FREE SHIPPING ON ORDERS OVER 35$



How to Remove Individual Lashes and Lash Extensions At Home | Makeup.com

It’s safe to say we have a healthy obsession with lash extensions and their ability to eliminate the need for eye makeup. It’s one our favorite ways to achieve that “I-woke-up-like-this” look and adds a little something to a full face of makeup. Whether you’re rocking a few clusters from your local drugstore, or getting them professionally applied, individual lashes or lash extensions offer a customized look and can be as subtle or dramatic as you choose. But what happens when you need to remove them? Removal can be trickier than peeling off a strip of lashes at the end of the night, which is why we tapped Boston-based lash expert and Starr Beauty founder Andrea Starr to share everything you need to know about removing individual lashes, ahead.


For starters, it’s important to identify the type of lashes you need to remove. Individual lashes or lash clusters applied with regular lash glue can be dissolved using a little makeup remover and patience (similar to strip lashes), but lash extensions require more attention and shouldn’t be attempted if you have more than a few to remove. In the case that you have a lot of extensions to remove, she suggests going back to your lash technician for removal. This helps ensure they’ll be properly removed and is safer and healthier for your natural lashes in the long run.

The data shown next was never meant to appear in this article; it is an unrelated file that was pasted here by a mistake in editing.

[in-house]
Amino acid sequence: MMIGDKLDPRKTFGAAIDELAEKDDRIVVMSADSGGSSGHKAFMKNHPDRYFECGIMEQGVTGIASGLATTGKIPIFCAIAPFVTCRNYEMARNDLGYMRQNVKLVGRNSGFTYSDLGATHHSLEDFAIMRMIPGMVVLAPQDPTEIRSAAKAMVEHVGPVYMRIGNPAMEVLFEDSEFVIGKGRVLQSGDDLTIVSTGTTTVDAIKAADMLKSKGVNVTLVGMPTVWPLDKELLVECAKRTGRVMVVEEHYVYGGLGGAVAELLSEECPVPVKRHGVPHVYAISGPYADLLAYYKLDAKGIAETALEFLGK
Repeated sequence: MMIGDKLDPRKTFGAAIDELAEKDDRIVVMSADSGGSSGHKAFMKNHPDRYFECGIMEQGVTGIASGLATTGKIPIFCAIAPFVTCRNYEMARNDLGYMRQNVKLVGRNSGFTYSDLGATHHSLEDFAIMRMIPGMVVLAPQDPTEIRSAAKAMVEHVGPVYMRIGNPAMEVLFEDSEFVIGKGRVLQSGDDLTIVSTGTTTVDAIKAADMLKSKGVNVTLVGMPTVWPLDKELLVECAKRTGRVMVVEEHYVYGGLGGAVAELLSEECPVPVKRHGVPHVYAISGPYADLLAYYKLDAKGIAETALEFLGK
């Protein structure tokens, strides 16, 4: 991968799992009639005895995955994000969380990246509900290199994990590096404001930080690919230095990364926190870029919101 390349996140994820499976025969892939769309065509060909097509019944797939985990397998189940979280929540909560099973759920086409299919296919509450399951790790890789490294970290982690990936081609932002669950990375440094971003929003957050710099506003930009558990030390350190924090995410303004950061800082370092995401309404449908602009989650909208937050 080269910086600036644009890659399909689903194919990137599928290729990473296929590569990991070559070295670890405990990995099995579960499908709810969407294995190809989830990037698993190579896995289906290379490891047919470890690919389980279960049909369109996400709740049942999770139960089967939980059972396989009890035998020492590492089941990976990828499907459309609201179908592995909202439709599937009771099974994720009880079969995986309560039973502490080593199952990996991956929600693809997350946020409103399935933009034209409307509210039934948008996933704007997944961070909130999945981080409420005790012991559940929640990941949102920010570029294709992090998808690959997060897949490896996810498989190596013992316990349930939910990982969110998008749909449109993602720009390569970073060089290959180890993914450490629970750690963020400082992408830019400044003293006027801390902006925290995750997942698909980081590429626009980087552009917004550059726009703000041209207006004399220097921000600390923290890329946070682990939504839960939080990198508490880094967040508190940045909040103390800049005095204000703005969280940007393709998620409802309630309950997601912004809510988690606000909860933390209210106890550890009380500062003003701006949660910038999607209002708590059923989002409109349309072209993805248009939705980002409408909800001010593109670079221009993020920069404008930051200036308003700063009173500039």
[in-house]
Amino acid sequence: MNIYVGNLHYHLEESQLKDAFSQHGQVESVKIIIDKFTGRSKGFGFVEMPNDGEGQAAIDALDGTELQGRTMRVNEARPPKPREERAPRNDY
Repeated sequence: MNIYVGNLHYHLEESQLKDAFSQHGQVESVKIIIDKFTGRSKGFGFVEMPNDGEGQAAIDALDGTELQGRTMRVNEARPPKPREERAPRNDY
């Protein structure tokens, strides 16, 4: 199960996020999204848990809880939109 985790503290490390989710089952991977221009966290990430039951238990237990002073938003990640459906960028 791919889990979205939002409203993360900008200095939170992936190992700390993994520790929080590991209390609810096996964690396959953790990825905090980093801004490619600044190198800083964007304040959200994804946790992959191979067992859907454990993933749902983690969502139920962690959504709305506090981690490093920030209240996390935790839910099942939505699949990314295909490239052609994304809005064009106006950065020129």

To remove just a few lingering lash extensions, though, start by removing all your makeup and steaming your face. This “helps the process of loosening the bond of the adhesive,” says Starr. After steaming, Starr recommends applying coconut or olive oil to the base of your lashes and gently massaging the area. This breaks down the bond of the adhesive and allows for safer removal. It’s important to be patient during this step and give the bond time to weaken because tugging could break your natural lashes. While removal can take some time, Starr recommends staying away from harsh chemicals or preservative-filled removers that promise quick results, which can be irritating or even harmful to the eye.


All of that said, even though lashes can be safely removed, Starr ultimately recommends letting them shed naturally because its best for your natural lashes — so try to stick it out if you can.


Read More

Should You Set Your Concealer? A Makeup Artist Weighs In

9 Lip Stains to Try Stat (And How To Wear Them)

How To Contour with Concealer, According to A Pro

 
 


Let's Stay in Touch

Get our top stories straight to your inbox!